Wednesday, June 22, 2011

You Are What You...Act?

Lately I've been reading a lot about white collar criminals for research purposes. And by "research purposes," I mean I'm researching identity theft issues, etc. for a novel idea that's working its way out of my head and onto the page.

But there's an extremely interesting trend to all of my reading so far: all of the people I've read about who have successfully posed as something they aren't had one thing in common--they all acted the part.

I've grown up in a culture that encourages the idea of faking it until you make it, even though I'm pretty sure this isn't what they mean. But it's still intriguing to think that if you enter the right environment and simply act as though you belong there, there's every chance the people will accept you for what you say you are.

This whole concept would work better, it seems to me, if you have a certain amount charisma: but not necessarily, from what I'm reading. Sometimes you have to affect an air of snobbery and superiority to be accepted by the snobs. And certain sets of people seems perfectly willing to believe you if you look a part and if you act a part even when you aren't the part.

Anyway. I'm fascinated by this because it assumes a certain amount of trust I would presume isn't inherent in most cultures. But maybe we want to trust people after all. Maybe we want them to be what we see.

Sunday, June 19, 2011

I'm My Father's Child, Too

Toward the end of April, I sent my dad a text message asking when he'd be taking me out to lunch for his birthday. It's a move that, in any other family, might well have backfired. But not with my dad. He chuckled, I'm sure. Maybe ruefully shook his head. And then we figured out a day we could go out to lunch.

We're creatures of habit: we eat at Jason's Deli, and between the two of us, we probably rotate through roughly four or five of the items on the menu. If that. And then we sit and eat and talk, and it's pretty much a delight to know you're giving your dad firsthand information that your mother has not heard.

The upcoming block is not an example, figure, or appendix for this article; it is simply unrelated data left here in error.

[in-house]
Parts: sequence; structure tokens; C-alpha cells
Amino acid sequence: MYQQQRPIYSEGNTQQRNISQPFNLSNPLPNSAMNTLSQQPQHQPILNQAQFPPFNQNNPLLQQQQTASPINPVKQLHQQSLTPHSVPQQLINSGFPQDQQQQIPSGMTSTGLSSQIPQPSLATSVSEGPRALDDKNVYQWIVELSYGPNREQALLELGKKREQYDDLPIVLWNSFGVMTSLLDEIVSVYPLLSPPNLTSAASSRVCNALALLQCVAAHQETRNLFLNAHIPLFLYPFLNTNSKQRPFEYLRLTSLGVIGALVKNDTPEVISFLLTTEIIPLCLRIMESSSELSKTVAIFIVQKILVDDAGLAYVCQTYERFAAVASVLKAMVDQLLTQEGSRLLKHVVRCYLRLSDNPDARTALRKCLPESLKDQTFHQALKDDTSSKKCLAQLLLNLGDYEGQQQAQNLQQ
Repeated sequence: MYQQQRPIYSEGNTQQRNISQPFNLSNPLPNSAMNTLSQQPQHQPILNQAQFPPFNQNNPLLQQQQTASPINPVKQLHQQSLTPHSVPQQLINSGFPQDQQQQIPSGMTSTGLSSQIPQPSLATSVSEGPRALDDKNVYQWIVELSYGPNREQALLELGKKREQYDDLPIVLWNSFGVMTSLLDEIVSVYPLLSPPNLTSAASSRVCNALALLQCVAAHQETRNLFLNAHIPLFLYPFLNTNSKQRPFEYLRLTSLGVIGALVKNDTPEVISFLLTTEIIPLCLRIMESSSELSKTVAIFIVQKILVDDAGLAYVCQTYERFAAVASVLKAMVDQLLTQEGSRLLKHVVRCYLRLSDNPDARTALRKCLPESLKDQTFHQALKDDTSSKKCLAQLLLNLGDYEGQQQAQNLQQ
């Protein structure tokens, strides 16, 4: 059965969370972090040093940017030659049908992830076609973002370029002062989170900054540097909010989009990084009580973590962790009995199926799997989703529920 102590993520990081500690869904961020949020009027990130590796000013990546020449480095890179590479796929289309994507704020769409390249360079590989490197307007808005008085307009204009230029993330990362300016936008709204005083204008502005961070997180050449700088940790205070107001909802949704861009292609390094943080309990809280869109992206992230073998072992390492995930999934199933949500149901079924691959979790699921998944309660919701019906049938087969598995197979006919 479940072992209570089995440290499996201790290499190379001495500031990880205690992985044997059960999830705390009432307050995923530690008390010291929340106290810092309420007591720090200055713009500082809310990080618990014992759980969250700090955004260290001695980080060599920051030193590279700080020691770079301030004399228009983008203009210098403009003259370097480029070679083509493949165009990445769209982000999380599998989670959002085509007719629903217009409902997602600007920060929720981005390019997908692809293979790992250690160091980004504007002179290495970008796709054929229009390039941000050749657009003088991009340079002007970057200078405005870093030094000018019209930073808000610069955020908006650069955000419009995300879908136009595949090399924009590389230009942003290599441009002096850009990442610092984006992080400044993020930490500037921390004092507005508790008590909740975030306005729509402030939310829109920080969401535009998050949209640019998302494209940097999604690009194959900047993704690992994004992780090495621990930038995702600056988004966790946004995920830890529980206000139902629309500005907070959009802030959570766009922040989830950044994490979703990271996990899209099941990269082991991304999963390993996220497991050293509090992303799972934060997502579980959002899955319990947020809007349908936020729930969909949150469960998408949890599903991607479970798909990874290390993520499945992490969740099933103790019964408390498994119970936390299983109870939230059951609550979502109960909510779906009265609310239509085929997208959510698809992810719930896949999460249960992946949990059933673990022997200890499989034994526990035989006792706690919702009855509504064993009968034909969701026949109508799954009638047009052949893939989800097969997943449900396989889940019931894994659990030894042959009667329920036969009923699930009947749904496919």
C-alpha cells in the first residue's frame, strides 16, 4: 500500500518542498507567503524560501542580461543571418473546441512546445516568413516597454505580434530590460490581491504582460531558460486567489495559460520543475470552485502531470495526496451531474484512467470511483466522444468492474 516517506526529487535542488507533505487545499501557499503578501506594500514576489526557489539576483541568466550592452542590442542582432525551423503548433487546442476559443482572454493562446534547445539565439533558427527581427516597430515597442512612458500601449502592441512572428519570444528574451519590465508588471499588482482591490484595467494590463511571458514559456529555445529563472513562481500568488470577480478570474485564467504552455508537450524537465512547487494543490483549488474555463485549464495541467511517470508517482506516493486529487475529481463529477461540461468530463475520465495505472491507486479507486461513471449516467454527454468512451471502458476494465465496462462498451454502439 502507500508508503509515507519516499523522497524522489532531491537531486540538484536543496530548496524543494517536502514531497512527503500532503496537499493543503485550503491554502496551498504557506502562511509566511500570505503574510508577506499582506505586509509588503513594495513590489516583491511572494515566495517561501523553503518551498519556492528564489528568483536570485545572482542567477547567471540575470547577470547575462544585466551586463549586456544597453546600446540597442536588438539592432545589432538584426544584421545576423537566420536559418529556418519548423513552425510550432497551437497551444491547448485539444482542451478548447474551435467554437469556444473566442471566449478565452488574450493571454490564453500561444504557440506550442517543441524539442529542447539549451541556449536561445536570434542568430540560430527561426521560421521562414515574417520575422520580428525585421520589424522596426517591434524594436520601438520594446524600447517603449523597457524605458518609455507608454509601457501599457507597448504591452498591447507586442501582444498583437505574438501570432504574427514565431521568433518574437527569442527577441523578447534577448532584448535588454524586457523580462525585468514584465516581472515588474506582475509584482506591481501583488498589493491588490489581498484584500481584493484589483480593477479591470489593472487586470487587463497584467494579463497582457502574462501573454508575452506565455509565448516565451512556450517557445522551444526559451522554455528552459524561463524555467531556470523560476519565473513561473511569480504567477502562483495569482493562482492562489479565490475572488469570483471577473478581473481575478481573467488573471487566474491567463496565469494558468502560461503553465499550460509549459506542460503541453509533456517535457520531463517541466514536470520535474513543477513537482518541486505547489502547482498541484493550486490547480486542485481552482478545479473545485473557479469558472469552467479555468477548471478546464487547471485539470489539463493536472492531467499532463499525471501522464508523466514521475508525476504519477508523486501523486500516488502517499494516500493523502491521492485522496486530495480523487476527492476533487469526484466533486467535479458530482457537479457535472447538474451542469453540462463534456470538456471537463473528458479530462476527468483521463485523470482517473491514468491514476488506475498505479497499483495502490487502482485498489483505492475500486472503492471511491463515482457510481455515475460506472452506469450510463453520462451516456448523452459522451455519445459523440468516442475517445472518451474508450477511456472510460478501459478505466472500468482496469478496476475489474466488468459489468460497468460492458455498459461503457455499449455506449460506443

Just as it more or less makes his day when any of us call and say, "Hey, I was hoping to talk to you!" instead of asking for Mom.

I mock him for some of his habits of organization and tidiness, but let's face it: I inherited some of them. My DVDs are alphabetized. My books range from shortest to tallest. I have a tendency to rearrange the dishwasher and/or refrigerator and/or freezer when space isn't being well maximized.

Practically without fail, I arrive anywhere I need to be earlier than I need to be there. That's his fault. In a totally un-bad way.

And what I suppose I'm actually saying with all of this is that I'm glad he's my dad, and I'm glad that he taught me well.

Monday, June 13, 2011

This Rainy Day and Monday Might've Gotten Me...Up?

I got caught in a microburst shower on my way to the library today to drop off some highly overdue materials. (For the record, I still feel immensely guilty whenever I take things back to the library late. It's as though I'm depriving people of opportunities. Although in this case... I wasn't terribly impressed with some of what I took back. But that's a different story.)

Anyway, I love summer showers--the type where the rain falls down, but the air's still warm. And they are a delight to watch, as well. I couldn't help but pause and watch as a bunch of trees near my neighborhood were misted...along with some people too. Many of the people looked less than pleased, but oh well. It's weather. What do you do?

There's a certain feeling of insulation that comes with the rain; I tend to feel as though I'm enveloped in my own drenched bubble and that nobody can see what I see in the quite the way I see it. I suppose that's actually true of most times, but the rain just seems to accentuate the sensation.

The smell. The sight. The feeling. They all make me feel Is that strange? That was one of the most wonderfully calming walks I've had in a long, long time. So perhaps Karen was wrong: rainy days and Mondays don't always get me down.